We are starting the new millennium with an increasing number of bioenergy initiatives and activities. Most of these new activities have been boosted by a combination of special conditions resulting from: increased public concern about climate change; higher international oil prices and new energy policies; and markets being deregulated almost everywhere.

When Tina Etherington and I launched the first modest issue of Forest Energy Forum in December 1997, it had few pages but many ideas to develop. We are now pleased and proud to see how effective our work has been and would like to thank you all for the many letters of support, contributions and good comments that we have received. However, we are always looking for ways to improve! Should you wish to suggest a subject for our Special Features section, or an area where you would like to see more coverage, please contact us. We would also like to make an appeal to our French-speaking colleagues for articles in French so that we can ensure a broader appeal.

The quantity of contributions has also increased and we are now covering a wider range of subjects than ever before. In this issue you can read contributions from Jim Richardson, Pentti Hakkila and Elizabeth Remedio on such hot topics as the utilization of conventional forestry systems for energy use, the recycling of nutrients and the socio-economic issues of bioenergy systems - areas to which we would like to return with more information in future issues.

These topics are some examples of the enormous possibilities for collaboration which were opened up with the Memorandum of Understanding signed by FAO and IEA Bioenergy in early 2000. We would also like to use our Forest Energy Forum newsletter and Web site as tools to disseminate the important work carried out so far by our two organizations. Thus, the next issue of FEF will include a regular feature covering the important activities of our colleagues at IEA Bioenergy. However, in the Special Features section of this issue you will find information on two IEA Bioenergy Tasks.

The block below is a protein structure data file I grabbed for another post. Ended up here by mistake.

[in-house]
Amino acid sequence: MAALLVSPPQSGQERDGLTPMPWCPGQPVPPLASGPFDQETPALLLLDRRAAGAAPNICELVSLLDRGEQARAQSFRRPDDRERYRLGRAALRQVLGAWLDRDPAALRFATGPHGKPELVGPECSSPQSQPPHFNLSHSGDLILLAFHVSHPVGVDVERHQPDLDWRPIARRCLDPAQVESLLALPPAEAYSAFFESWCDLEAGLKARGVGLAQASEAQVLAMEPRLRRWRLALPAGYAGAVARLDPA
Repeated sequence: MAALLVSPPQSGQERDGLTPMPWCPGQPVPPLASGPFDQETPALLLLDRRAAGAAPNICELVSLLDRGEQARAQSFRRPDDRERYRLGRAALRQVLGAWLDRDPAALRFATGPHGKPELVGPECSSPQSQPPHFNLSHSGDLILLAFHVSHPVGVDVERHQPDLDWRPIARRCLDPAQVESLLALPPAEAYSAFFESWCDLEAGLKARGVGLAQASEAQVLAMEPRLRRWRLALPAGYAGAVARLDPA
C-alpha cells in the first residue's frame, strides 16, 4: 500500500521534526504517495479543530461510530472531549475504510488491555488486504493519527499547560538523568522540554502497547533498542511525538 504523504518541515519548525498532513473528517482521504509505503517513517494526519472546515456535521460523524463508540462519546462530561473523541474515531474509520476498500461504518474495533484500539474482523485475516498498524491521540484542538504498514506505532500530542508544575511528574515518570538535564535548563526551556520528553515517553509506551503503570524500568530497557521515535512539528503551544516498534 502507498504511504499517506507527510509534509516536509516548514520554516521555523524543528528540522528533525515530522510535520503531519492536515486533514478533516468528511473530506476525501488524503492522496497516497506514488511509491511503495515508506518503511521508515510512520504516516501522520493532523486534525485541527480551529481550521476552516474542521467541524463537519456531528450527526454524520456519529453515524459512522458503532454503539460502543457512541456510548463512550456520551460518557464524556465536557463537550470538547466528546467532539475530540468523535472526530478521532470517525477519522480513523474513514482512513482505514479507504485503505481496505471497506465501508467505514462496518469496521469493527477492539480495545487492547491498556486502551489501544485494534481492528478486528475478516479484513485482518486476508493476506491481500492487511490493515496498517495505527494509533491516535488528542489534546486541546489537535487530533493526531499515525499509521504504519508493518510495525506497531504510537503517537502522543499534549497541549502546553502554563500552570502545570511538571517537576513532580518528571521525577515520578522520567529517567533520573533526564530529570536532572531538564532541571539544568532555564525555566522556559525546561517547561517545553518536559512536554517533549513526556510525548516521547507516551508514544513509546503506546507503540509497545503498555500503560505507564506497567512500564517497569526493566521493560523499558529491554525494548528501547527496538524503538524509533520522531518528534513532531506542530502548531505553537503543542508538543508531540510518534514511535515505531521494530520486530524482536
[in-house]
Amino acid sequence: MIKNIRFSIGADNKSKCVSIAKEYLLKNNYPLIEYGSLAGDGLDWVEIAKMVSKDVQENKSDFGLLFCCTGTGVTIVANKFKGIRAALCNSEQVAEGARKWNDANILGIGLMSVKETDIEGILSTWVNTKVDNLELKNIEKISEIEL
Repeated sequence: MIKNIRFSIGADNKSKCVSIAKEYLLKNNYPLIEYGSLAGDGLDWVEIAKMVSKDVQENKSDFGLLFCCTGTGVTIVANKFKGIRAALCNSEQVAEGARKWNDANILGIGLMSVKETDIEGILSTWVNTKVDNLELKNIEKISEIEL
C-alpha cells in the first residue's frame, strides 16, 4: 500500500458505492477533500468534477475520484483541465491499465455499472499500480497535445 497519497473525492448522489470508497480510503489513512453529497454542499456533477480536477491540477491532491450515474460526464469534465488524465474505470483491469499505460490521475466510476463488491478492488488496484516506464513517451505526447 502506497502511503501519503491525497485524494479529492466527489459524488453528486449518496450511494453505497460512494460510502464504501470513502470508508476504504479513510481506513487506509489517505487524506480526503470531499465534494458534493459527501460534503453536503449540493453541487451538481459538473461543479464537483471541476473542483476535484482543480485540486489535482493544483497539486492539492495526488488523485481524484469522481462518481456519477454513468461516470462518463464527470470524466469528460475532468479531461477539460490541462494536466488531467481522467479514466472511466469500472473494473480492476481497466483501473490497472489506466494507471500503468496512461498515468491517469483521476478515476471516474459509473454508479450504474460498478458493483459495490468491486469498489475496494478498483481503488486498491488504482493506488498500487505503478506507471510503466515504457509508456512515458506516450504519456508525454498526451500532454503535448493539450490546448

In this issue you will also find information on the activities initiated with the EC-FAO Partnership Programme on the Wood Energy Planning and Policy Development component for African, Latin American and Caribbean countries. These activities will not only improve the national capabilities concerning wood energy information systems for the development of more sustainable wood energy strategies, but will also contribute to and complement those of sustainable forest management. These initiatives, in addition to those already well established with the Regional Wood Energy Development Programme (RWEDP) in Asia, make for quite an ambitious programme to promote the bioenergy initiative.

Our Wood Energy Programme has also grown over the years. Professor Elizabeth Remedio from the University of San Carlos, the Philippines, has taken a year's sabbatical and joined us in February 2000 as a Visiting Scientist under FAO's Academic Programme. Shortly after her arrival, Ms Suzuko Tanaka, from Japan, joined us an Associate Professional Officer (APO) to work on a socio-economic analysis of bioenergy systems and bioenergy, climate change and livelihoods. Ms Sandra Rivero, from Argentina, has been working with us on a consultancy basis for the past two years, and it is through her efforts that we have managed to produce three working documents in the Wood Energy Today for Tomorrow (WETT) series. Consultant Mr Rudi Drigo, from Italy, has been fully involved in the preparation of the regional workshop organized within the framework of the EC-FAO Partnership Programme [see the first of our Special Features]. In addition, in 1999-2000 our Wood Energy Programme has benefited from the enthusiasm of Ms Hazme Akyol and Ms Maryam Teherani, two graduates from the Swedish Volunteer Programme. Finally, our Web site has been completely revamped thanks to the work of our Web consultant Mr Marco Perri, from Italy.

The year 2000 was one of travel, with participation in many very interesting meetings. I hope that 2001 will be as stimulating.

In conclusion, at the start of the millennium FEF now has more pages, more contributors - and more readers. The topics covered have increased and now include the regular section "Forests branch off ...", covering a wide range of climate change issues and other very important topics that are expected to contribute to a greener and more sustainable energy order.

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